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Payless Wants to Make 30% of Collections Online-Exclusive

When Payless made its grand return to North America in August, the value-priced footwear seller made it very clear that the omnichannel experience was going to be pivotal for a successful second go-around. So far, it appears the company is headed in the right direction.

In the months after relaunching its North American website, Payless is reporting seen a steady month-over-month increase in sales. And between August and November, the shoe chain saw a growth rate of 500 percent, illustrating its ability to bring shoppers back across all channels.

Powering the reimagined online experience for Payless, both in the U.S. and in several Latin American countries, is end-to-end commerce solution Vtex. Presently, the footwear brand has e-commerce sites operating in Guatemala, Ecuador and El Salvador, but online stores in Honduras and Peru are slated to go live early this year. The rest of their markets are gradually following suit online “in the near future,” according to a company blog post.

Payless has high goals in place through its partnership with Vtex to bridge the gap between stores and e-commerce. For one, the shoe seller is looking to ship 100 percent of its Latin American market orders directly from brick-and-mortar locations to reduce delivery times.

“We are betting on the omnichannel approach, because we want to take advantage of our 450 stores with exceptional locations,” said Justo Fuentes, CEO of Payless, LATAM, in a statement. “Many people select the shoes in e-commerce, but prefer to go to the store to try them on, where they tend to buy additional items.”

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Additionally, Payless wants to exclusively dedicate 30 percent of its collections to e-commerce to encourage customers to buy online, and also expand its online store to include 10,000 product lines. Currently, Payless said its physical stores carry only 800 lines. The new management of Payless estimates that, in five years’ time, 40 percent of its sales will come from e-commerce.

The company aims to provide customers with a more efficient service experience, a more diverse inventory and the ability to score Payless Club loyalty points across all channels. The retailer also says it will look to cut unnecessary logistics costs since the Vtex platform will deliver a more unified view of inventory.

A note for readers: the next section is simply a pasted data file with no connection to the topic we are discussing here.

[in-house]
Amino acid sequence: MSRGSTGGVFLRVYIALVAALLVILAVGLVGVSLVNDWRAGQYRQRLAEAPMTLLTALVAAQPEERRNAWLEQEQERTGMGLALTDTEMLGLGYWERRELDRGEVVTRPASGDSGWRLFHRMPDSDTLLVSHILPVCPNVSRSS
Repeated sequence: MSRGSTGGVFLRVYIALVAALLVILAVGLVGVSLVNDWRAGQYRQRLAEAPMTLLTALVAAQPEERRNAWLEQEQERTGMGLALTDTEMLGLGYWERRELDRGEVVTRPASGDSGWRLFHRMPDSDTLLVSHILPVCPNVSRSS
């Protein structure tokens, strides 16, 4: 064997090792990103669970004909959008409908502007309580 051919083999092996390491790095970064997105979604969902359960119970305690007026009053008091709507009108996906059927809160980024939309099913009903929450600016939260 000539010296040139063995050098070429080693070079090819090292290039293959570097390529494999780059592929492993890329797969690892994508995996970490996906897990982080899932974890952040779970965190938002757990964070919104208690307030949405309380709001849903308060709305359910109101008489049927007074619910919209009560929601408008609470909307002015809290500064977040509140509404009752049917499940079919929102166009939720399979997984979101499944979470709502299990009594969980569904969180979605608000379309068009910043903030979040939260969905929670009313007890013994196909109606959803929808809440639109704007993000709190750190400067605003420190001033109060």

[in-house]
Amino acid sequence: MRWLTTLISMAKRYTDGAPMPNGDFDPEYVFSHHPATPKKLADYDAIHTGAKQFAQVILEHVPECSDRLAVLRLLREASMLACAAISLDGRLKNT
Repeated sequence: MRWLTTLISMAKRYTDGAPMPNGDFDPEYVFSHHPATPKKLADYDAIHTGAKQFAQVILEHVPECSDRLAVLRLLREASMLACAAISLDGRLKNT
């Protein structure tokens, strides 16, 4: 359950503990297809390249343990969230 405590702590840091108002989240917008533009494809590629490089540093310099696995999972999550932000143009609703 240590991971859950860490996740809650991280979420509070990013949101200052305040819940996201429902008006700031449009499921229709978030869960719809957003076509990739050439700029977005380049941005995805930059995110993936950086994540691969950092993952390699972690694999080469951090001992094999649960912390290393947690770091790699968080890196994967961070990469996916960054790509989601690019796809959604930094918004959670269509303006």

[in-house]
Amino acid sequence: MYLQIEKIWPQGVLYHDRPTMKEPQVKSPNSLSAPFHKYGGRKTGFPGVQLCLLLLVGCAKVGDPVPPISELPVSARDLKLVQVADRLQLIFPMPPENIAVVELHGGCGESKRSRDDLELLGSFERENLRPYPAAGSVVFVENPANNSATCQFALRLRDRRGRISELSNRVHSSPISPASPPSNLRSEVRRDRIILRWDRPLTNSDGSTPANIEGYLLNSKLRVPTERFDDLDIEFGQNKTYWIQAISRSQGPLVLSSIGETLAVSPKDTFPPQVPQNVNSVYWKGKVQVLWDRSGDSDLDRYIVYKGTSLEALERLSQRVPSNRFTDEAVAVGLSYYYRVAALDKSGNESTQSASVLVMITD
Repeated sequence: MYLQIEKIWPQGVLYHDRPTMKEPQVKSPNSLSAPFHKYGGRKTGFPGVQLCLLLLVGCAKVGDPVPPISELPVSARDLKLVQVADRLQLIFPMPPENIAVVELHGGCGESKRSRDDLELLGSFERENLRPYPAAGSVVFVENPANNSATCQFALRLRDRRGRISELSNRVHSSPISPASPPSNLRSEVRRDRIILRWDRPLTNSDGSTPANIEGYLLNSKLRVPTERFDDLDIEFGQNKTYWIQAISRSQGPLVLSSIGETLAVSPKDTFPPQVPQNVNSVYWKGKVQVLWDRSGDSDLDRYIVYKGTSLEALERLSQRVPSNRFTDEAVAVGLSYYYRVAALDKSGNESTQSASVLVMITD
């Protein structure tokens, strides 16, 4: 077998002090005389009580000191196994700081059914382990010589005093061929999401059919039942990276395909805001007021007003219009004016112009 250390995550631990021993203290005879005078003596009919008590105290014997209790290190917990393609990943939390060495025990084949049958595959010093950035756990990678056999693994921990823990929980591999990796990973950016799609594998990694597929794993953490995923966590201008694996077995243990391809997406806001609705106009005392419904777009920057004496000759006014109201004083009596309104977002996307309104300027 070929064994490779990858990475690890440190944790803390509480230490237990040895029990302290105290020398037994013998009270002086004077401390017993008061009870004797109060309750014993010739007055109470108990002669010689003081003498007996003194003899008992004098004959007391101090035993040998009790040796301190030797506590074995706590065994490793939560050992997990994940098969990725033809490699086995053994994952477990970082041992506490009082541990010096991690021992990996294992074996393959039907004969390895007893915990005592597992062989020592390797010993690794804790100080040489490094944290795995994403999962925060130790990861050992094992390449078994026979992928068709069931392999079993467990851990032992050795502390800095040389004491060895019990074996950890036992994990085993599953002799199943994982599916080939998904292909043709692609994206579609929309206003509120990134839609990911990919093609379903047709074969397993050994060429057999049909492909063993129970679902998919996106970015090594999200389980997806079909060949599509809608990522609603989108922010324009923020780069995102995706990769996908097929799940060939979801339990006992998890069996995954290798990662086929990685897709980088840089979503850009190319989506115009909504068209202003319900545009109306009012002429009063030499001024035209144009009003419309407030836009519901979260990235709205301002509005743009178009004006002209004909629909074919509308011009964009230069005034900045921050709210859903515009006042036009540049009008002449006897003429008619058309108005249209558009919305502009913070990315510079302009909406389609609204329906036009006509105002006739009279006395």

Payless shuttered and liquidated all 2,100 remaining North America stores in 2019 after filing for bankruptcy for a second time in less than two years. International stores in Latin America, the Middle East and Asia weren’t affected. The company exited the second bankruptcy in January 2020 with a new management team led by CEO Jared Margolis to reestablish the brand’s presence in North America.

As part of the revival, Payless moved its headquarters from its original Kansas outpost in Topeka, where it was founded in 1956, to Miami.

Payless currently operates 700 stores around the world, but Margolis said that as part of the omnichannel rollout, the company’s goal is to open 300 to 500 freestanding stores across North America over the next three to five years following a prototype store launch in Miami.

Like the old Payless, the retailer is focusing on providing value-priced footwear to consumers, but also wants to offer more recognizable, high profile, pop culture-heavy brands.

Thus far, features the Kendall + Kylie collection of shoes, backpacks and other accessories, alongside shoes and accessories from brands like American Eagle and Disney and throwback brands like Airwalk, Mudd and LA Gear.

“The role of brands for e-commerce consumers is more relevant than for brick-and-mortar consumers,” Fuentes said. “When you don’t offer the option to touch and try the products, the only thing giving credibility to your merchandise is brands.”

Payless’ e-commerce operations should be in good hands. Vtex had a successful 2020 in the midst of the consumer shift to online during the pandemic, landing $225 million in funding in October and $365 million in total funding for the full year. The company, with 3,000 customers including Walmart, Adidas, Levi’s snd Vans, saw U.S. customer gross merchandise value grow 1,274 percent year over year. In December alone, sales for Vtex jumped 342 percent year over year.